Friday, August 30, 2019

That pesky male female gap

The Pew Research Center found that 2019 will be the first year in which women will comprise the majority of the college-educated labor force in the United States. Women first received more than half of the bachelor’s degrees awarded in the 1981-82 academic year—almost 40 years ago.  Today they earn about 57% of bachelor’s degrees. The number of college-educated women in the adult population (ages 25 and older) surpassed the number of college-educated men in 2007. Does anyone fret about that imbalance created by loans, scholarships, affirmative action and unfair regulations?

So why are we still hearing about the “gap,” especially since for about 4 decades the college enrollment rate for females has exceeded males and for the younger demographic there is no gap given the same starting place and position? 

There’s a lot of mischief in gap statistics.  Especially college degrees.  Women, even in the same fields as men, may select different specialties—pediatrics instead of neuroscience, family law instead of corporate law, bibliographer instead of library director, or they may want to be an artist instead of a plumber or electrician. Women may decide to raise their own children and “stop-out” for 5-10 years, reentering the labor market with reduced value to employers.  Married women with husbands of equal education and financial status often have the luxury to leave the medical or law fields to start a business in a completely different direction such as interior design or selling craft items.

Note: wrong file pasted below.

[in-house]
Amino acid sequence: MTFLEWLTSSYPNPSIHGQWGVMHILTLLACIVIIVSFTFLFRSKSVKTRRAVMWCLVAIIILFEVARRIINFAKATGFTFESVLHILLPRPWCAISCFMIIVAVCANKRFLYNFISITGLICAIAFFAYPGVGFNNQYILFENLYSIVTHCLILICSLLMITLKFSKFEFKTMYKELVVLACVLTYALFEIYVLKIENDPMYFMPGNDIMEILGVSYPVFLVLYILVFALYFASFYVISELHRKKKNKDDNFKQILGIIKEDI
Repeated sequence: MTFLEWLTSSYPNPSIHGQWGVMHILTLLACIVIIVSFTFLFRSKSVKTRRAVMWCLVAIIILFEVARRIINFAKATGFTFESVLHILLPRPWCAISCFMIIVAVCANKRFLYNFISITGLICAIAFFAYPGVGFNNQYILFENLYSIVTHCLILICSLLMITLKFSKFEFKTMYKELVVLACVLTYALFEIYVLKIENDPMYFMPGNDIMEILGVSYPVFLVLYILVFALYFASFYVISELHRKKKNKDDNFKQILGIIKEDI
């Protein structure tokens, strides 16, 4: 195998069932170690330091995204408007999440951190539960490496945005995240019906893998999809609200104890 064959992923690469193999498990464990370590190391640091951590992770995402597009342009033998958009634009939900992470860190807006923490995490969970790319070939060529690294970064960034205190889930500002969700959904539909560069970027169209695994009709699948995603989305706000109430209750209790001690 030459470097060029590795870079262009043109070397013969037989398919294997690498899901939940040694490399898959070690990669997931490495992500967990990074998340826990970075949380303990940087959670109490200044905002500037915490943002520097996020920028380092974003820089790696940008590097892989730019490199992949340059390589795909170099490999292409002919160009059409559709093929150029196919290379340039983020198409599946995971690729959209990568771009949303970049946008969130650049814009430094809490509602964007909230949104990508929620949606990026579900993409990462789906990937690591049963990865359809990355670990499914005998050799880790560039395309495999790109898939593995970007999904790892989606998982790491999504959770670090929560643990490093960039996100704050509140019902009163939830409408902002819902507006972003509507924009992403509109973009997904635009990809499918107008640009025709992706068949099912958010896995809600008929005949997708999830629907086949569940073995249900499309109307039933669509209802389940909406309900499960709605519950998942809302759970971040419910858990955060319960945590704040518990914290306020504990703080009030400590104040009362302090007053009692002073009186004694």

Unfortunately, these “justice” studies rarely compare women with women—female doctors with female pre-school directors, or female TV hosts with female owners of bed and breakfasts, or female chefs with female dishwashers, female traffic court judges with female circuit court judges. Why not compare single women who are heads of household with married women who have no children?  In the universe of women employees there are gaps with men, but there are overlaps also, with low end of the bell curve  the men who clean the offices of  wealthy women politicians like Pelosi and Warren who are sitting at the high end of the bell curve.

What is concerning to me is that college educated women increasingly vote for Democrats, seeing themselves still as needing additional help from the government to manage their lives.

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